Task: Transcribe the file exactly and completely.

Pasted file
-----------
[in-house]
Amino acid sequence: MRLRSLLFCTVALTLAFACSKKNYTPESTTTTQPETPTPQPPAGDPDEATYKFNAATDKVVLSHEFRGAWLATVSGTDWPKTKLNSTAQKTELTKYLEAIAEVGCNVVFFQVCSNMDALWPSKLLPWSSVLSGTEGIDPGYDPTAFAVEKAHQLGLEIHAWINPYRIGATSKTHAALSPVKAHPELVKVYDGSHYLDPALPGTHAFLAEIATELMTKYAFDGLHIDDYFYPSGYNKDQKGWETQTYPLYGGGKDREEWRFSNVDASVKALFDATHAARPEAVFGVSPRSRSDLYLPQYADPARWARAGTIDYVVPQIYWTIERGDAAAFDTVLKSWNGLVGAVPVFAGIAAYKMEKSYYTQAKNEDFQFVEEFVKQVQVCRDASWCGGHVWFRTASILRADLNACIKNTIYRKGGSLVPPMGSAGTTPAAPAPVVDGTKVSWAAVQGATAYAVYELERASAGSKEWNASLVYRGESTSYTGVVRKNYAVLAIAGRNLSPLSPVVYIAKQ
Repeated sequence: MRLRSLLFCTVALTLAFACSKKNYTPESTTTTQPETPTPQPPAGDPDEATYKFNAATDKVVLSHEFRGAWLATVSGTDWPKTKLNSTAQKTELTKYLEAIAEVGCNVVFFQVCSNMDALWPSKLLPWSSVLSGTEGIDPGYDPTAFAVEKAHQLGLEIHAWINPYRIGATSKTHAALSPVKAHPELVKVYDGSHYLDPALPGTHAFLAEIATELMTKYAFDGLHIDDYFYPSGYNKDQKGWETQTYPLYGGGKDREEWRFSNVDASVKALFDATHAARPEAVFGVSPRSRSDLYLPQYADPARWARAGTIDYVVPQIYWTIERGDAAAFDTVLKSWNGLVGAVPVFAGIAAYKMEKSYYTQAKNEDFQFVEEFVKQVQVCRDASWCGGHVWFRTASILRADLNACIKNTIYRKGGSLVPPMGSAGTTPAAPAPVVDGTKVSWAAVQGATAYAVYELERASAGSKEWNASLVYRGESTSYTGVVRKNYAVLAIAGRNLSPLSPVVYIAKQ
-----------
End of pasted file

[in-house]
Amino acid sequence: MRLRSLLFCTVALTLAFACSKKNYTPESTTTTQPETPTPQPPAGDPDEATYKFNAATDKVVLSHEFRGAWLATVSGTDWPKTKLNSTAQKTELTKYLEAIAEVGCNVVFFQVCSNMDALWPSKLLPWSSVLSGTEGIDPGYDPTAFAVEKAHQLGLEIHAWINPYRIGATSKTHAALSPVKAHPELVKVYDGSHYLDPALPGTHAFLAEIATELMTKYAFDGLHIDDYFYPSGYNKDQKGWETQTYPLYGGGKDREEWRFSNVDASVKALFDATHAARPEAVFGVSPRSRSDLYLPQYADPARWARAGTIDYVVPQIYWTIERGDAAAFDTVLKSWNGLVGAVPVFAGIAAYKMEKSYYTQAKNEDFQFVEEFVKQVQVCRDASWCGGHVWFRTASILRADLNACIKNTIYRKGGSLVPPMGSAGTTPAAPAPVVDGTKVSWAAVQGATAYAVYELERASAGSKEWNASLVYRGESTSYTGVVRKNYAVLAIAGRNLSPLSPVVYIAKQ
Repeated sequence: MRLRSLLFCTVALTLAFACSKKNYTPESTTTTQPETPTPQPPAGDPDEATYKFNAATDKVVLSHEFRGAWLATVSGTDWPKTKLNSTAQKTELTKYLEAIAEVGCNVVFFQVCSNMDALWPSKLLPWSSVLSGTEGIDPGYDPTAFAVEKAHQLGLEIHAWINPYRIGATSKTHAALSPVKAHPELVKVYDGSHYLDPALPGTHAFLAEIATELMTKYAFDGLHIDDYFYPSGYNKDQKGWETQTYPLYGGGKDREEWRFSNVDASVKALFDATHAARPEAVFGVSPRSRSDLYLPQYADPARWARAGTIDYVVPQIYWTIERGDAAAFDTVLKSWNGLVGAVPVFAGIAAYKMEKSYYTQAKNEDFQFVEEFVKQVQVCRDASWCGGHVWFRTASILRADLNACIKNTIYRKGGSLVPPMGSAGTTPAAPAPVVDGTKVSWAAVQGATAYAVYELERASAGSKEWNASLVYRGESTSYTGVVRKNYAVLAIAGRNLSPLSPVVYIAKQ